According to the International Monetary Fund, Iran ranks first in brain drain among developing countries, with roughly 150,000 Iranians leaving Iran every year, and with about 25% of all Iranians with post-secondary education now living abroad in developed countries. It has been estimated that brain drain is costing Iran about $40 billion per year.
Happened in the USSR, is happening in Iran and in the UK.
In 1970, Iran’s gross domestic product (GDP) was US$10.6 billion (ranking 27 among all countries), while the commensurate figure for South Korea was $8.9 billion (32nd). Ten years on, Iran’s GDP was $90 billion (19th) and Korea’s $63 billion (28th); and in 2005, Iran had sunk to 31st in GDP ranking at $190 billion and Korea had climbed to 13th, with $791 billion.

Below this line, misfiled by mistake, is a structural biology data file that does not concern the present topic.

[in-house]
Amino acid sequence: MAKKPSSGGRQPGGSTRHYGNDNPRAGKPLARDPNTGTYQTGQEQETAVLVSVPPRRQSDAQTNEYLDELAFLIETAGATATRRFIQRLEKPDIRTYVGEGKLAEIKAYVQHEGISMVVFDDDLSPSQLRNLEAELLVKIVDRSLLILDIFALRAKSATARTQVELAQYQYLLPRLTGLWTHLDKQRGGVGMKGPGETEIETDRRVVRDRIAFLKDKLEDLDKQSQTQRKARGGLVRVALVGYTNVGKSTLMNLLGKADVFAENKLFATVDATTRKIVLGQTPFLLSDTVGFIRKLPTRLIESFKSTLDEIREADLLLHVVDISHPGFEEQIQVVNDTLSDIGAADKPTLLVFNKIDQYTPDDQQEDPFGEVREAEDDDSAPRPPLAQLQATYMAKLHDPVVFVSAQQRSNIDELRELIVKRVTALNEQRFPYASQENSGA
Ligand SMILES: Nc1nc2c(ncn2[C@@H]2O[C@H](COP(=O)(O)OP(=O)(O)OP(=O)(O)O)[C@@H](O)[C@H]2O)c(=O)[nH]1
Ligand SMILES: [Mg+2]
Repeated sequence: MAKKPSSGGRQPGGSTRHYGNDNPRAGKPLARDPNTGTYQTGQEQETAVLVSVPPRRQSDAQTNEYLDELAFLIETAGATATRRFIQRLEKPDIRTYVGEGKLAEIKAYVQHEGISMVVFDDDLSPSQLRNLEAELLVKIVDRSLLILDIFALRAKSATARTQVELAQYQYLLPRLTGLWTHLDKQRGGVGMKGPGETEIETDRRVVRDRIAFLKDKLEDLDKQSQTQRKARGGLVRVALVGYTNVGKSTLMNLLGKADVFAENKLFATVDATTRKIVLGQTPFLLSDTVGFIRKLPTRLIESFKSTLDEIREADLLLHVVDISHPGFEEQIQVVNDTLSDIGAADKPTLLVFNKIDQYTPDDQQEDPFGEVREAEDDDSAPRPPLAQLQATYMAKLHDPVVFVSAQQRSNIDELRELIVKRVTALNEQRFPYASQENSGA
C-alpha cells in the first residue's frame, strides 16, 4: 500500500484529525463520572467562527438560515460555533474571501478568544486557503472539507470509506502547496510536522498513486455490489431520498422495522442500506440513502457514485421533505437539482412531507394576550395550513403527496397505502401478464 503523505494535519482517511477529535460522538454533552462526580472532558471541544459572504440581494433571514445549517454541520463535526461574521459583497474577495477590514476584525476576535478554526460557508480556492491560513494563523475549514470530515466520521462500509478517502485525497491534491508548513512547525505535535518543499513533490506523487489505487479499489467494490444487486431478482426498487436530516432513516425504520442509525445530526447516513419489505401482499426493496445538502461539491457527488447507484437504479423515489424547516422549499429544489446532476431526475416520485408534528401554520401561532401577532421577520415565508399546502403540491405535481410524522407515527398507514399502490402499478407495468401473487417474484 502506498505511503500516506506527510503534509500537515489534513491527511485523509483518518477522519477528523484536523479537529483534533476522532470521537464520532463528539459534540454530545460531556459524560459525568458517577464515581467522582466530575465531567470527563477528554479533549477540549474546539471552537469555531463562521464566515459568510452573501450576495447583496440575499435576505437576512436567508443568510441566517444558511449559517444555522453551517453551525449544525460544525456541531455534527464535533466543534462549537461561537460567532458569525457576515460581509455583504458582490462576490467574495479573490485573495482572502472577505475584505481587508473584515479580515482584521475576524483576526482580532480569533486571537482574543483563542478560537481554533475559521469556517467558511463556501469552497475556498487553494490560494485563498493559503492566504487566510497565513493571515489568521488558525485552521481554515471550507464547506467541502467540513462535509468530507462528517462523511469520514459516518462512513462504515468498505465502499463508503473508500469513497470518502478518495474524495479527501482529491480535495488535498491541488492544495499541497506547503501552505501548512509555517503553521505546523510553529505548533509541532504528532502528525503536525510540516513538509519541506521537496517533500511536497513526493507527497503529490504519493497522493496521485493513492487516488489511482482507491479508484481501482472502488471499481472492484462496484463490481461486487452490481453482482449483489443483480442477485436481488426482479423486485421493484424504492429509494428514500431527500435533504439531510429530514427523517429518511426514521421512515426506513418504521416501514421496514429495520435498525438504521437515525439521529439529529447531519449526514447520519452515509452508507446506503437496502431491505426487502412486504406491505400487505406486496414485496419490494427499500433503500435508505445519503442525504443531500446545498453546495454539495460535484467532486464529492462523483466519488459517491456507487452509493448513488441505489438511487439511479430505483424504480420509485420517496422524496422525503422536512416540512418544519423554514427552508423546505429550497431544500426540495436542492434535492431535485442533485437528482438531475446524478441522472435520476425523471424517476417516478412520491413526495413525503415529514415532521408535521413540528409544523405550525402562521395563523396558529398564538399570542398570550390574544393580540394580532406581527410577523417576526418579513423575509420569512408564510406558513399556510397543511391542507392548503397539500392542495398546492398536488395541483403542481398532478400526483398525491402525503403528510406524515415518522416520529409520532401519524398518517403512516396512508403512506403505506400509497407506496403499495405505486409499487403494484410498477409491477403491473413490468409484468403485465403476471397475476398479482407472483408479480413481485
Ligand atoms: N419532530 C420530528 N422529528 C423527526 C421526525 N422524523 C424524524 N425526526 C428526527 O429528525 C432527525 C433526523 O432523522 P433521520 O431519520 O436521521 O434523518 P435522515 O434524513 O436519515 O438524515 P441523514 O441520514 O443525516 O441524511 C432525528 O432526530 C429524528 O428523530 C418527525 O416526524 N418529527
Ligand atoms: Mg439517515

Ho hum … and of course:
In the aftermath of the revolution in 1979, the regime nationalized much of the private sector. Nationalization increased the role of the government even further and stifled the nascent private sector that it had inherited from the previous regime. Nationalized industries were handed to newly created foundations run by political cronies.
Import substitution policies were continued by the revolutionary government, but more forcefully than ever before because political cronies were inept managers and needed more protection from foreign competition to survive. Thus nationalization increased structural inefficiencies further and impaired economic growth.
And you can guess the rest. Statism produces inefficiency, stagnant growth, a surveillance society and debt. Back home, no Labour government ever in power has succeeded – it’s always gone backwards.